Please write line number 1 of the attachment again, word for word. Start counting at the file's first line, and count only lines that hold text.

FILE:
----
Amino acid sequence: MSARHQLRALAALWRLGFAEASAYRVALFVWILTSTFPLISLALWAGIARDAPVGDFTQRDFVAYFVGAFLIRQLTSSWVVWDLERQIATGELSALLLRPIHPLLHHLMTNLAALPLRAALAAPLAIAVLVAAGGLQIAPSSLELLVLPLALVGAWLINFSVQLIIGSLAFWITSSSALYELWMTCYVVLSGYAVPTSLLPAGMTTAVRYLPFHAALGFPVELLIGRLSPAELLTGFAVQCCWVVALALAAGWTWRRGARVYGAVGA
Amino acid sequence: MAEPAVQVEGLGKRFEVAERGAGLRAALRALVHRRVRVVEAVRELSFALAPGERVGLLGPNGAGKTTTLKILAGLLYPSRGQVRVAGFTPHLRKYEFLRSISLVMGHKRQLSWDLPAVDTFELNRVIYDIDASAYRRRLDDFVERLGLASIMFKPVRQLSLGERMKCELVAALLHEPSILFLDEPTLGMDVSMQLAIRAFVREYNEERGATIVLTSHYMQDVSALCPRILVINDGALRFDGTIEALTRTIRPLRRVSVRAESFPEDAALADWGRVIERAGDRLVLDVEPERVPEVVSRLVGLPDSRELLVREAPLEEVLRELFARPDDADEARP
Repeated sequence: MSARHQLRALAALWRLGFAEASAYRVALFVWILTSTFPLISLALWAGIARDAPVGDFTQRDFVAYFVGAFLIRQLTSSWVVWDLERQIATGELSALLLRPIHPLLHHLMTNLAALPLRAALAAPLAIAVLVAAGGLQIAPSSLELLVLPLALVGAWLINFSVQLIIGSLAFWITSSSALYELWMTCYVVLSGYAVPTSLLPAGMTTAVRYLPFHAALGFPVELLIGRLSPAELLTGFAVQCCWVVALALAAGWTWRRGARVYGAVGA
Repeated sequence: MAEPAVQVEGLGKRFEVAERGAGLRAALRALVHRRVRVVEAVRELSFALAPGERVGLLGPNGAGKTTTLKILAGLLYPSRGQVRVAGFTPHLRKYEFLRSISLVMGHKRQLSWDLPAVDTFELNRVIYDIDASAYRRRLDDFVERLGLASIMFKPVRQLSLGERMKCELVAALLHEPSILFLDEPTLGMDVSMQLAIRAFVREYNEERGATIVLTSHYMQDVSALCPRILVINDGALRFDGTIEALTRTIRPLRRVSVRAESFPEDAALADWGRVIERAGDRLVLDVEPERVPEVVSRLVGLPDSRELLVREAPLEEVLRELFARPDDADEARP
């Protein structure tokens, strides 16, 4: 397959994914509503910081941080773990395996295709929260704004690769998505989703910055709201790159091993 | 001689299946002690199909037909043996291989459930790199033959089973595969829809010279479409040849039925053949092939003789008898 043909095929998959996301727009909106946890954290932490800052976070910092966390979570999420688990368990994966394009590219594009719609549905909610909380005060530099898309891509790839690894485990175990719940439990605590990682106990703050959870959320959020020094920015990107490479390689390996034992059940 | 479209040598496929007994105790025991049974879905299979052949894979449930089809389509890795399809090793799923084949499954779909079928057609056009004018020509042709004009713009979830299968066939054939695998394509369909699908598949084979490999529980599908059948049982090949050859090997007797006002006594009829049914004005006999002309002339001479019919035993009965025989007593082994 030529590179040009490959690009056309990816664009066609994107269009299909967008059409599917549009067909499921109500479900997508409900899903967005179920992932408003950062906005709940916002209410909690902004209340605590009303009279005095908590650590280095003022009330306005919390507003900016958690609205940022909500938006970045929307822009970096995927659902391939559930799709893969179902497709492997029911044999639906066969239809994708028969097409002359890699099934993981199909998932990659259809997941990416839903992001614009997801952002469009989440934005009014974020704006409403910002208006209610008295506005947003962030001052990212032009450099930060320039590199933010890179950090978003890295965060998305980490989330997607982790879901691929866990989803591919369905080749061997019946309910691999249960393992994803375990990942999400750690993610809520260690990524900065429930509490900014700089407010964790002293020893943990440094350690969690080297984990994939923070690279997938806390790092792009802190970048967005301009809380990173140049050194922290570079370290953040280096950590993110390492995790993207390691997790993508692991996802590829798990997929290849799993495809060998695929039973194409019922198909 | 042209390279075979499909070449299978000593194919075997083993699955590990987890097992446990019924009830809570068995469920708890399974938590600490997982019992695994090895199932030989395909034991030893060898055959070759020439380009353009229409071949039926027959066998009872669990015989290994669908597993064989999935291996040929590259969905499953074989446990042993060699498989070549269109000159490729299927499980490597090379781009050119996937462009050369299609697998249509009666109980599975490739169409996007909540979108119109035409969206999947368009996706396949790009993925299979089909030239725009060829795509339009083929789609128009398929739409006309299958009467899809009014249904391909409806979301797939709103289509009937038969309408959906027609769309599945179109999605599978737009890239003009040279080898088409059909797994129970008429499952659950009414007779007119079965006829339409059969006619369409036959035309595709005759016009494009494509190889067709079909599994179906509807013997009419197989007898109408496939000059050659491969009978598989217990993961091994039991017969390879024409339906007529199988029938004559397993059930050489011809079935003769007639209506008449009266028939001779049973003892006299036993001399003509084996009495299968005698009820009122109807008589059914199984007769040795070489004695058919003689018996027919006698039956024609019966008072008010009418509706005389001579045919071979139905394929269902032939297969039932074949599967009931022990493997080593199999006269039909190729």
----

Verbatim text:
Amino acid sequence: MSARHQLRALAALWRLGFAEASAYRVALFVWILTSTFPLISLALWAGIARDAPVGDFTQRDFVAYFVGAFLIRQLTSSWVVWDLERQIATGELSALLLRPIHPLLHHLMTNLAALPLRAALAAPLAIAVLVAAGGLQIAPSSLELLVLPLALVGAWLINFSVQLIIGSLAFWITSSSALYELWMTCYVVLSGYAVPTSLLPAGMTTAVRYLPFHAALGFPVELLIGRLSPAELLTGFAVQCCWVVALALAAGWTWRRGARVYGAVGA